• A demographic shift is occurring in mature and established areas of the city. The population is ageing and households are decreasing in size. There will be a significant increase in lone person and two person households.

• The 2014 Edmonton Municipal census counted 877, 926 people, 60,428 more residents from 2012.

• The Edmonton CMA is comparatively much younger than major Canadian city regions with a median age of 36 years  2015 Growth Monitoring Report

Thursday, August 20, 2015

Avenue Magazine Edmonton top 10 Neighbourhoods

There are a lot of beautiful neighbourhoods listed. I have rentals in 4 of them and never have a problem renting them because they are hip and desireable areas.

It depends what you are looking for, if you work in Fort Saskatchewan none of these would be great except maybe the highlands (which is also surrounded by some very interesting neighbourhoods) Some are well located in you bike or use transit but access to major routes would take longer.

Ritchie is one of my favorite we lived there for a while. Such great neighbours, airport in 20 minutes and downtown in 10 minutes. It's transitioning quickly and what we bought our place for four years agos would get you a 2 bedroom tear down now.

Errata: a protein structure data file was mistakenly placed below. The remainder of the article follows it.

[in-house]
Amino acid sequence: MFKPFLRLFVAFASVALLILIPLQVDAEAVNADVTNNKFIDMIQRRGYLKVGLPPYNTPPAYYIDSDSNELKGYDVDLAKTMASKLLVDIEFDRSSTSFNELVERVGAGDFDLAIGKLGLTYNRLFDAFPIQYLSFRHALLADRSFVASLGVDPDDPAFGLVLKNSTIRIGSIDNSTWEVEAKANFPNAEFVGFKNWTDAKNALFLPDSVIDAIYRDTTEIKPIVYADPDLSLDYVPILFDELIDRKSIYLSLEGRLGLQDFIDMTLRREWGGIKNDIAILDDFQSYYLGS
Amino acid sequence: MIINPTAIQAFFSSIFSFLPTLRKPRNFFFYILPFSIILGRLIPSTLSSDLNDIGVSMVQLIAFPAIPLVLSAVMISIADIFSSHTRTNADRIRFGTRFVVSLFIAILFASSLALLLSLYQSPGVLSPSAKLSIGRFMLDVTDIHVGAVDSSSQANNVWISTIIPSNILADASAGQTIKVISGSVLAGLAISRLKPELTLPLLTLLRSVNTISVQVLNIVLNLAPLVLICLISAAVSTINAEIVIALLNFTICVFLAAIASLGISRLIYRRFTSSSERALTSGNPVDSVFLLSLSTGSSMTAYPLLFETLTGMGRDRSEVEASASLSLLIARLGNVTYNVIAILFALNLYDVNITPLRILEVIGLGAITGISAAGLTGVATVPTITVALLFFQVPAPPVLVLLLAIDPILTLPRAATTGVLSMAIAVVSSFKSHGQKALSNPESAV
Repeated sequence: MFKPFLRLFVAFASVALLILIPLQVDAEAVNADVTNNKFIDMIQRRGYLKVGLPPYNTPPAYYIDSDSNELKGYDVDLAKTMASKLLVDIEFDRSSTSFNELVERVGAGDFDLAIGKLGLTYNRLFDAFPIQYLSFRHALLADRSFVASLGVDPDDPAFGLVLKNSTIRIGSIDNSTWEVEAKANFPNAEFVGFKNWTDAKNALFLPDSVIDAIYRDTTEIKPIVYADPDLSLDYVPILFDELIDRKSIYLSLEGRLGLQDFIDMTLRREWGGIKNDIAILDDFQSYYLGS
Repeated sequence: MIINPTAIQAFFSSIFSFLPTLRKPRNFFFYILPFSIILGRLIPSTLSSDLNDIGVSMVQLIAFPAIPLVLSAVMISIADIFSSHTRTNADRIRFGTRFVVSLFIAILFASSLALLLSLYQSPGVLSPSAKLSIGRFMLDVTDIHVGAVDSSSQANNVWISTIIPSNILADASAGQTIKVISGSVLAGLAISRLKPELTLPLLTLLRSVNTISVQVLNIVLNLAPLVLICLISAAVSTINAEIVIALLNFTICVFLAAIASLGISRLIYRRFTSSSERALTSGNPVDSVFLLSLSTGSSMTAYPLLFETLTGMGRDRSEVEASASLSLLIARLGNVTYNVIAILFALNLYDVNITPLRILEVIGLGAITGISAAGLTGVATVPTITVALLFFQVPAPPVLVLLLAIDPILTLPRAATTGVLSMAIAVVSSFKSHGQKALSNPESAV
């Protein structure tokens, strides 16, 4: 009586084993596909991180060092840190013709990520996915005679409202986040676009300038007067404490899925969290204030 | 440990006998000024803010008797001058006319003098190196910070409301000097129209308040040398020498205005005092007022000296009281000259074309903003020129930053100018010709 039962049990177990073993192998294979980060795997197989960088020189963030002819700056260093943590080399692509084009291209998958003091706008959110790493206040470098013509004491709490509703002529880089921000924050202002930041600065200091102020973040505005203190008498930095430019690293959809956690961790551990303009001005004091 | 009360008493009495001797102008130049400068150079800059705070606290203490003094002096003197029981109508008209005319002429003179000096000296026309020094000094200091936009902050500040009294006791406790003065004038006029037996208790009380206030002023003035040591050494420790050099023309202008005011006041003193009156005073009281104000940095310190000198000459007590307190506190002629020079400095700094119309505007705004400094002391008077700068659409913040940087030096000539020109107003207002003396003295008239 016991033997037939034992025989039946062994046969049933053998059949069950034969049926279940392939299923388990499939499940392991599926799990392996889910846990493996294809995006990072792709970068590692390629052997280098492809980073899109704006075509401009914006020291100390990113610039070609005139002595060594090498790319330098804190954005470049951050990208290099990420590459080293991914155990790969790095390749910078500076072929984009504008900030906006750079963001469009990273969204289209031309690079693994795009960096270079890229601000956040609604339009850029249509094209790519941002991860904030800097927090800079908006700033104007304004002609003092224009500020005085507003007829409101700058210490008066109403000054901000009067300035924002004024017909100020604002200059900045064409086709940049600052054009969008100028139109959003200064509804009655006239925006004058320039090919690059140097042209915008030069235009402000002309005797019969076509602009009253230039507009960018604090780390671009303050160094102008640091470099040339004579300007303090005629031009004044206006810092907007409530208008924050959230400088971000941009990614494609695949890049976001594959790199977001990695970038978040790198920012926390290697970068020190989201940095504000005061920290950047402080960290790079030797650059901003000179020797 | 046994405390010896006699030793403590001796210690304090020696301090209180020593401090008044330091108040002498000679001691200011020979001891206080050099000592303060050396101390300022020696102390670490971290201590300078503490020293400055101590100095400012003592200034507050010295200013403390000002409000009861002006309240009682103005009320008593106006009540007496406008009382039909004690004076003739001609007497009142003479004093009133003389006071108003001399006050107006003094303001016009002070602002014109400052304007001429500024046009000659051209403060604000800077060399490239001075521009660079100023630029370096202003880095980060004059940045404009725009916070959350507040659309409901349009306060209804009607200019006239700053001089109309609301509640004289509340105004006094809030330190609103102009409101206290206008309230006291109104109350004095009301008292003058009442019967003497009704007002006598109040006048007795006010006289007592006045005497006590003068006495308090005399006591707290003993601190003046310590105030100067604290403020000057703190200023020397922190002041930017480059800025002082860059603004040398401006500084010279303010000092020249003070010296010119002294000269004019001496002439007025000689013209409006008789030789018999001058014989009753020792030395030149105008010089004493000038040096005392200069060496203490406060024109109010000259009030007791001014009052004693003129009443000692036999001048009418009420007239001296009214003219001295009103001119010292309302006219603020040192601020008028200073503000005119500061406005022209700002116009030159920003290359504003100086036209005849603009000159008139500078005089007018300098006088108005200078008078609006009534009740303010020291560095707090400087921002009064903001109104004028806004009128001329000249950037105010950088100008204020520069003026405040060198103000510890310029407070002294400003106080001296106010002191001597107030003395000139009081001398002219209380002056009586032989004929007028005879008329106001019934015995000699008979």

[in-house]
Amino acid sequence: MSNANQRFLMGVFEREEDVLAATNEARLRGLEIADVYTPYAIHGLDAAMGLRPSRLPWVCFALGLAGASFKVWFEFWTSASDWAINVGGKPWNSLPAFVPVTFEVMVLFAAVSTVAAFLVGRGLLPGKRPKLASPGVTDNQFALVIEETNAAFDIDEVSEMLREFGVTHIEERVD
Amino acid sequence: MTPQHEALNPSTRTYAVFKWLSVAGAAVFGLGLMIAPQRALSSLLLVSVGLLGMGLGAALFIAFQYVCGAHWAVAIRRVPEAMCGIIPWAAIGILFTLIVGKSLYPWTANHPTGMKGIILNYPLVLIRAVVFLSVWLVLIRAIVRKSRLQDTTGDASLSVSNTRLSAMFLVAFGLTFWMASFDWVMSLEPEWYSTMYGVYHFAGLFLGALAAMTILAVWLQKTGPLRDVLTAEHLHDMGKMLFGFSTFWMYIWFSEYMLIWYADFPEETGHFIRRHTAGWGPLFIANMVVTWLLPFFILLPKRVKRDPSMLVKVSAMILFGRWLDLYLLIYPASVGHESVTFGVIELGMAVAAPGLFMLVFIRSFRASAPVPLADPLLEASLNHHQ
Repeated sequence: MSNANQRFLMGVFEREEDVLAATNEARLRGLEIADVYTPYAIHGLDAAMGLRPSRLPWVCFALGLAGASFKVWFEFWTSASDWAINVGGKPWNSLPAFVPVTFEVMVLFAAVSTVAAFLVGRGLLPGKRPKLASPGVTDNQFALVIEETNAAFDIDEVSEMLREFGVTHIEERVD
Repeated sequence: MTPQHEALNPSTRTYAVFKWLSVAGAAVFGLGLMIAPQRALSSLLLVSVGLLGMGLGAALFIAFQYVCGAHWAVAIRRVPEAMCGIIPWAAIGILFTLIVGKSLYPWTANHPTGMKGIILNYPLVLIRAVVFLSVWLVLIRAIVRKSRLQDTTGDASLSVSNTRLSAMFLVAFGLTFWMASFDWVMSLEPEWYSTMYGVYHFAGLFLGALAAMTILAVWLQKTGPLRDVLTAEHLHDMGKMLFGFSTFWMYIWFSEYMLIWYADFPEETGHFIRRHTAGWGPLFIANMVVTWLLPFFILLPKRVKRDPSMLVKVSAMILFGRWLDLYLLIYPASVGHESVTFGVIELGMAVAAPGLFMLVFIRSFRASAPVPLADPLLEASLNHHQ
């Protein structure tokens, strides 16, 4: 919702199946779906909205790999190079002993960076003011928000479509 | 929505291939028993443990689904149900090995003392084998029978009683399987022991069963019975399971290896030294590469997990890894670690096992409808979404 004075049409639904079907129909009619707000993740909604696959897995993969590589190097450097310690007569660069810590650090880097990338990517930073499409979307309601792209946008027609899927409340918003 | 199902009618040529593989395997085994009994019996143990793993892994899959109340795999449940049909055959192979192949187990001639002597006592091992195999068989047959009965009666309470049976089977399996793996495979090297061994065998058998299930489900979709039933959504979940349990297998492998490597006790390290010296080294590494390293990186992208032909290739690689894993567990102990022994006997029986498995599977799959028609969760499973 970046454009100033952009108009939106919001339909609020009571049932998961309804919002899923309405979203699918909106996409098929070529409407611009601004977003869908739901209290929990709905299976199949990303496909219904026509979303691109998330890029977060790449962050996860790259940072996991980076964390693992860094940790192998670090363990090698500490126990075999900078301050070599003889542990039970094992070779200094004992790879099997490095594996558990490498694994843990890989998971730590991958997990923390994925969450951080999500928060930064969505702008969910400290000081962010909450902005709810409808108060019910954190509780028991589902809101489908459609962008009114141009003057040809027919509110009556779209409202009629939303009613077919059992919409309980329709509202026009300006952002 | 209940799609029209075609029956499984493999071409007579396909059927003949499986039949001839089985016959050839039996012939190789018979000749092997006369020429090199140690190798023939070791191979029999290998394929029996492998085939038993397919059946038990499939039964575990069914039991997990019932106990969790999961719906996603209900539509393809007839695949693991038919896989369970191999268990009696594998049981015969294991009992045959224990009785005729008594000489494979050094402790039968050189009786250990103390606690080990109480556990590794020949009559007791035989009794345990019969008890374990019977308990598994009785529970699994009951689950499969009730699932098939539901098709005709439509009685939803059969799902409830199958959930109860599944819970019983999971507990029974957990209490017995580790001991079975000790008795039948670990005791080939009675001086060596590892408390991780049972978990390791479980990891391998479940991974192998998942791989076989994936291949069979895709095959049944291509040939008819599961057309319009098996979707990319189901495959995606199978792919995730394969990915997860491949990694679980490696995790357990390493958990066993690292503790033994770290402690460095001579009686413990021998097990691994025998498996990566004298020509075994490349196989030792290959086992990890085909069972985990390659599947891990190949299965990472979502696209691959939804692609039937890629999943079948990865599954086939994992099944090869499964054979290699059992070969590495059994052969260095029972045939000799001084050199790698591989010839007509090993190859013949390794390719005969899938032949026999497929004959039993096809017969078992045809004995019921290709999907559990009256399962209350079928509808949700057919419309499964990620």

Every time I go out I try and think of a reason to go to Westmount to get a brownie from Dutchess Bake Shop.

Look at the full list here

Monday, August 17, 2015

Property managers - how to pick 'em

I got the email newsletter from CREW today.

First thing that caught my eye was "How to spot a bad property manager"the article spoke of what property managers were doing wrong but not really how to spot a bad one.

Well, I can tell you from experience how to select a good one.

1. Be a tenant - call one of their listings and see how they act and answer. See how the response time works how they book showings and even go to one.

Down the street from one of my rentals a property management company had a For Rent sign up for 3 months. It was a pretty hot rental market and no need for the sign to be up that long and the property vacant that long. It made me want to pull title and give the owner a heads up.

2. Ask other investors - straight from the horses mouth.